Finally, your personal brand will become more relevant as online coaching increases in prevalence and coaches explore new revenue opportunities with private clients and outside clubs. A potential client might be willing to pay more for a coach who clearly demonstrates, via his or her personal brand, that he or she has a significant amount of knowledge and insight to share.

How to Develop Your Personal Brand

Developing your personal brand can be an enriching and motivating exercise; an opportunity to remind yourself of all the things that make you unique and to reflect on how all of this can shine positively on your coaching practice/career. Here is an exercise to get you started:

Create a list of all your qualities. These are things that describe you as a person, including words like “honest” and “diligent”, as well as qualities that identify you in other ways (beyond being a coach), such as “father”, “mother”, “leader”, or “student.” These are qualities that point to your identity. If someone were to ask, “who are you?” (not referring to your name), what would you say?

Next, list your interests. Everything that you like to do, including rowing, should be included here. Be specific. For example, rather than simply writing “outside activities”, list specifics like hiking, running, cycling, badminton, swimming, or underwater basket weaving. Include everything cerebral (philosophy) and artistic (calligraphy) regardless of how esoteric it may be. Even if you don’t actually DO an activity, go ahead and include it if it actively interests you.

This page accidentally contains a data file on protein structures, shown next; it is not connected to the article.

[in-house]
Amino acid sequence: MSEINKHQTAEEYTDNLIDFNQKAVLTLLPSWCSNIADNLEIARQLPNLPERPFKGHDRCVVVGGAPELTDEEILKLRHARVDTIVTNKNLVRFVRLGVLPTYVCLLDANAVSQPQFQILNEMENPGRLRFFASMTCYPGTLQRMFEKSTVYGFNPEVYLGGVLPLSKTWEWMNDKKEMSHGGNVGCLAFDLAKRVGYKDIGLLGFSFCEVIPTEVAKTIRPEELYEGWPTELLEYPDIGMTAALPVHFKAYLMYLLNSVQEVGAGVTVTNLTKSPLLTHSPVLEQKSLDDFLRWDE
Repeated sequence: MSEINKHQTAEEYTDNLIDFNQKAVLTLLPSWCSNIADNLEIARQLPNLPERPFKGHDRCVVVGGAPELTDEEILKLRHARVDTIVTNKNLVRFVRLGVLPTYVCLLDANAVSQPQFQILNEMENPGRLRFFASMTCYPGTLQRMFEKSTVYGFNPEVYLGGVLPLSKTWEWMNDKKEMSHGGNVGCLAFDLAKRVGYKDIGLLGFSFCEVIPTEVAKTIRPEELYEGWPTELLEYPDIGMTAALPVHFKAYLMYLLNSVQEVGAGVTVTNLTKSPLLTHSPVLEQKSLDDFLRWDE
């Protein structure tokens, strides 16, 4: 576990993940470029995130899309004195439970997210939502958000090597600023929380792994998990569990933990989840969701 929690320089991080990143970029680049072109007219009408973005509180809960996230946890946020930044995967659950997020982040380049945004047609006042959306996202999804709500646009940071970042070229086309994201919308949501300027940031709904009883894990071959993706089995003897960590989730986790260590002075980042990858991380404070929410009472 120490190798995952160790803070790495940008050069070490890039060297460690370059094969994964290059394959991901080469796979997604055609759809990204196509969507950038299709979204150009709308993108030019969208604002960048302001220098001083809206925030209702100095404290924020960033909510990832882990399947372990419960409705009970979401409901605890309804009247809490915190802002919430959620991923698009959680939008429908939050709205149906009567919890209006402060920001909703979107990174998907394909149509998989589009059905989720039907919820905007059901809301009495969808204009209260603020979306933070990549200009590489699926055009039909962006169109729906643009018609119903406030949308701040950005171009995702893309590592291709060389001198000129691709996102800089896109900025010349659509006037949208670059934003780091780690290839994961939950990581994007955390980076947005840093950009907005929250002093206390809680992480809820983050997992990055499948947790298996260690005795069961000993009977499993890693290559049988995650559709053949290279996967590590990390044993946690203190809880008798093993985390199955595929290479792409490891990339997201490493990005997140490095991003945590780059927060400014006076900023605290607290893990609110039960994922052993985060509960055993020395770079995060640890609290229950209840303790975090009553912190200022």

Finally, put together a list of your favorite brands. You aren’t doing this to attract a windfall of sponsorship offers. Rather, it is important to list these brands because your belief in what they represent is an extension of your own personal brand. We all know there are Android people and iPhone people out there. There are Starbucks folks and Peet’s folks. Maybe there is a certain piece of rowing equipment or gear that you never push off without. Include that brand as well. Your combination of favorite brands helps to further identify your uniqueness (what if you like Android, Starbucks, and Vespoli?), and that ultimately adds up to a more interesting personal brand.

What should you then do with this information? First, spend some time reflecting on the lists you’ve made. They may reveal some fresh, positive qualities about you. You may see that your interests are quite varied or more focused than you previously realized. After studying these lists for a while, you’ll see some patterns start to emerge. These patterns reflect your personal brand, and you can start to deliberately craft your social media posts in ways that accentuate them. Be consistent about this, and repeat this exercise from time to time, as it’s a good form of self-evaluation. Congratulations – you have developed your personal brand!

Creating a personal brand is a way forward for career coaches who are looking to move beyond the traditional “shove-off and chase the crew” role. Are you looking for more and better opportunities, professional growth, and for the rowing market to seek you out? Defining your own personal brand is the best way to create those opportunities. Good luck!

Madder Consulting is available to offer free guidance and counseling to any coach looking to build or enhance their personal brand. Reach out to and let's have a conversation about it!